Cybersecurity is complex, and if the number of data breaches is any indication, the healthcare industry is the most complicated.
According to Gemalto's Data Breach Index for the first half of 2015 (PDF), the healthcare industry has the dubious distinction of being the industry suffering the most data breaches (187 out of 888) and having the most stolen records (84.4 million out of 245.9 million) (Figure A).
To add insult to injury, a company in the healthcare industry, Anthem Insurance, grabbed the top spot on Gemalto's magnitude scale, succumbing to an identity theft attack that exposed 78.8 million records. The Gemalto report mentions, "That attack represented one third of the total records exposed in the first half of 2015, and was highly publicized in part because it represented the first major state-sponsored cyber-attack of several that occurred in 2015."
Granted, the Anthem Insurance data breach skews the results for this particular survey, but the Gemalto authors mention, "The healthcare industry historically has had the highest number of data breaches and that was no different in the first half of 2015."
As to what the records consisted of, the Gemalto report did not specify. According to CNN Money, "The information stolen from the insurance giant included names, birthdays, medical IDs, social security numbers, street addresses, e-mail addresses, and employment information, including income data."
Anthem told CNN Money's Charles Riley there is no evidence that credit card or medical information was compromised. That cannot be much consolation for the victims. The records grabbed by the attackers are more than enough to build fake accounts for which the victim will appear to be liable.
Why is healthcare so vulnerable to breaches?
It appears one of the biggest reasons for the healthcare industry holding the number one spot is a lack of qualified people. According to a new Burning Glass report Job Market Intelligence: Cybersecurity Jobs, 2015 (PDF), jobs for cybersecurity professional have grown over 91% across the board since 2010. Cybersecurity jobs in the healthcare industry during that same time jumped over 121%.
The authors of the Burning Glass report address why there's a lack of qualified professionals. "Cybersecurity jobs require significant education and experience," mentions the report. "Some 84% of cybersecurity postings specify at least a bachelor's degree, and just as many (83%) require at least three years of experience."
Besides degrees and job experience, specialized and heavily-regulated industries such as healthcare have additional requirements.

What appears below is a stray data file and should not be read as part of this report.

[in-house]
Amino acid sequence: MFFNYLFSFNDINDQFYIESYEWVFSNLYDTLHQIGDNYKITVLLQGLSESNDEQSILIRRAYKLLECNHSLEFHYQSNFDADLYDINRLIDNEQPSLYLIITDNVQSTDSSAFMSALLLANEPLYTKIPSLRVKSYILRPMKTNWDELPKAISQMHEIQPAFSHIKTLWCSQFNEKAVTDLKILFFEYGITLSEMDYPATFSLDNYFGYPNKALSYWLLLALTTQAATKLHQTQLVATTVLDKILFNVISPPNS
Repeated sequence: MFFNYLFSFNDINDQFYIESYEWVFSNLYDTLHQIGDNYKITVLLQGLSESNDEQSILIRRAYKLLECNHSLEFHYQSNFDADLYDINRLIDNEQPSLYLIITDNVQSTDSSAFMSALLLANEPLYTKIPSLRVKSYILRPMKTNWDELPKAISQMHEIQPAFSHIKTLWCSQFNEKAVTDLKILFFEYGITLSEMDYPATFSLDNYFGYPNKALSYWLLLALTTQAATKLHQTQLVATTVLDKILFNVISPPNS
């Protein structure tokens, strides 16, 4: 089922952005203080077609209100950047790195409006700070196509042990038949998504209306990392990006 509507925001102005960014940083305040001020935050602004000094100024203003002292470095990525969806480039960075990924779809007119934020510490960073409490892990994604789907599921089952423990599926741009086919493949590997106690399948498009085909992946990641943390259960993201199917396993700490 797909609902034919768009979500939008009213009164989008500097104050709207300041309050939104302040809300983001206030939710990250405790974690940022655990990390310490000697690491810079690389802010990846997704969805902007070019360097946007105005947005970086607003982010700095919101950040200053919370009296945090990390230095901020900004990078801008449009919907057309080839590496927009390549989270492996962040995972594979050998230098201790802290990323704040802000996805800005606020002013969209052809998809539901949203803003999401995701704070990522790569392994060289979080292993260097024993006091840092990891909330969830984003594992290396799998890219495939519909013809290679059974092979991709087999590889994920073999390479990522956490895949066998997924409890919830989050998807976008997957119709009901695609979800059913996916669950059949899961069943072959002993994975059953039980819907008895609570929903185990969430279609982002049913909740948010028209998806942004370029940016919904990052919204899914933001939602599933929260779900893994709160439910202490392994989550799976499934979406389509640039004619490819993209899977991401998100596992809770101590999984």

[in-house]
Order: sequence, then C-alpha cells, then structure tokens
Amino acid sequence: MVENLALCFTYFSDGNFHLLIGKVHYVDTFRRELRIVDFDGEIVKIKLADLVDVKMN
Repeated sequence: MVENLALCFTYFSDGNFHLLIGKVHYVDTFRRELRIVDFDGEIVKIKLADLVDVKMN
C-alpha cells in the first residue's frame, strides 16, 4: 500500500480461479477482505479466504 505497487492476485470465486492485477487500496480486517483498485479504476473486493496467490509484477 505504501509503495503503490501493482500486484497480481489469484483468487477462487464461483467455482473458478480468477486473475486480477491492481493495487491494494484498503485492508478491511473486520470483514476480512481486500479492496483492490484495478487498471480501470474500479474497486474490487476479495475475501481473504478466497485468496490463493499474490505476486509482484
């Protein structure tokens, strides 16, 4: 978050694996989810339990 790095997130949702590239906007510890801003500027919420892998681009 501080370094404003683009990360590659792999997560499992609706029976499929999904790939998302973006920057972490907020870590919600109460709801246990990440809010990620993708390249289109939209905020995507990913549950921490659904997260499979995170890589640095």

- Skills: Accepted accounting principles and financial reporting
- Compliance and standards knowledge: HIPAA (positions requiring HIPAA knowledge have increased 248% over the past five years), HITECH, and PCI DSS
The additional training needed to meet cybersecurity job prerequisites, but not directly-related to IT, begins to explain the lack of qualified professionals and why it takes longer to fill cybersecurity positions when compared to other IT jobs.
However, for interested individuals, there is some incentive. The Burning Glass report mentions, "It's bad for employers but good news for cybersecurity workers, who can command an average salary premium of nearly $6,500 per year, or 9% more than other IT workers."
What's in store for healthcare security?
Parham Eftekhari, the Institute for Critical Infrastructure Technology (ICIT) cofounder and senior fellow, talks to HealthITSecurity's Elizabeth Snell about what we should expect. "I see healthcare breaches skyrocketing over the next few years and there's going to be a lot of people who are going to be very upset," says Eftekhari. "There are just so many holes, and they're trying to do this so fast that they're not thinking through the security aspect of when they're hooking things together, merging medical records, and when they're using these new systems. I see a rocky road for healthcare when it comes to cybersecurity in the near future."
On a brighter note, Eftekhari adds, "If there is any sort of silver lining from all of these breaches that we're having, it is that it has raised the national dialogue on this issue and we're tuned into it."
The Burning Glass report aptly described the challenge going forward, "American employers have realized the vital importance of cybersecurity — but that realization has created a near-term shortage of workers that may require long-term solutions."
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